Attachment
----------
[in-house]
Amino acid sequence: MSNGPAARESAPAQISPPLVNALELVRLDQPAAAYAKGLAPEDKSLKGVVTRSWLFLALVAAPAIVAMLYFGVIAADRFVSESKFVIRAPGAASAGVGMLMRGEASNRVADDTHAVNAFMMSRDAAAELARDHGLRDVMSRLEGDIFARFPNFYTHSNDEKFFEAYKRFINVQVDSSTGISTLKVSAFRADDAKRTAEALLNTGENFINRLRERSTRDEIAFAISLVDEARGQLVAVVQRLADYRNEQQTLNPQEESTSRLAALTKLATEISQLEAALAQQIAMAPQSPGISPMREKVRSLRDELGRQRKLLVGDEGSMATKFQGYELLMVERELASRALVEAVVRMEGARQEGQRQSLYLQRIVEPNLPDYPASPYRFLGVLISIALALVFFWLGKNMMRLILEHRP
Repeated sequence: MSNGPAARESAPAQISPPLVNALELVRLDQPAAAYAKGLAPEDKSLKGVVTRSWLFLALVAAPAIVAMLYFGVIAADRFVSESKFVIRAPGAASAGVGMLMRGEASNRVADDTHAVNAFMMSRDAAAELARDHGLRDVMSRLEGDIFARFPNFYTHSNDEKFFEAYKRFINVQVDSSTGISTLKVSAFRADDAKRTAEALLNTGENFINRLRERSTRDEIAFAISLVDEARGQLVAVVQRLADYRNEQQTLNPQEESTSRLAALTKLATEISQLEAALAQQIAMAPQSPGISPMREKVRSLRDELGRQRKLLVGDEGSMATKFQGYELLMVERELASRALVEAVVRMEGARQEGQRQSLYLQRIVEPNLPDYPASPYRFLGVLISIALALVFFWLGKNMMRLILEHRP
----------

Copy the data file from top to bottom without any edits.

[in-house]
Amino acid sequence: MSNGPAARESAPAQISPPLVNALELVRLDQPAAAYAKGLAPEDKSLKGVVTRSWLFLALVAAPAIVAMLYFGVIAADRFVSESKFVIRAPGAASAGVGMLMRGEASNRVADDTHAVNAFMMSRDAAAELARDHGLRDVMSRLEGDIFARFPNFYTHSNDEKFFEAYKRFINVQVDSSTGISTLKVSAFRADDAKRTAEALLNTGENFINRLRERSTRDEIAFAISLVDEARGQLVAVVQRLADYRNEQQTLNPQEESTSRLAALTKLATEISQLEAALAQQIAMAPQSPGISPMREKVRSLRDELGRQRKLLVGDEGSMATKFQGYELLMVERELASRALVEAVVRMEGARQEGQRQSLYLQRIVEPNLPDYPASPYRFLGVLISIALALVFFWLGKNMMRLILEHRP
Repeated sequence: MSNGPAARESAPAQISPPLVNALELVRLDQPAAAYAKGLAPEDKSLKGVVTRSWLFLALVAAPAIVAMLYFGVIAADRFVSESKFVIRAPGAASAGVGMLMRGEASNRVADDTHAVNAFMMSRDAAAELARDHGLRDVMSRLEGDIFARFPNFYTHSNDEKFFEAYKRFINVQVDSSTGISTLKVSAFRADDAKRTAEALLNTGENFINRLRERSTRDEIAFAISLVDEARGQLVAVVQRLADYRNEQQTLNPQEESTSRLAALTKLATEISQLEAALAQQIAMAPQSPGISPMREKVRSLRDELGRQRKLLVGDEGSMATKFQGYELLMVERELASRALVEAVVRMEGARQEGQRQSLYLQRIVEPNLPDYPASPYRFLGVLISIALALVFFWLGKNMMRLILEHRP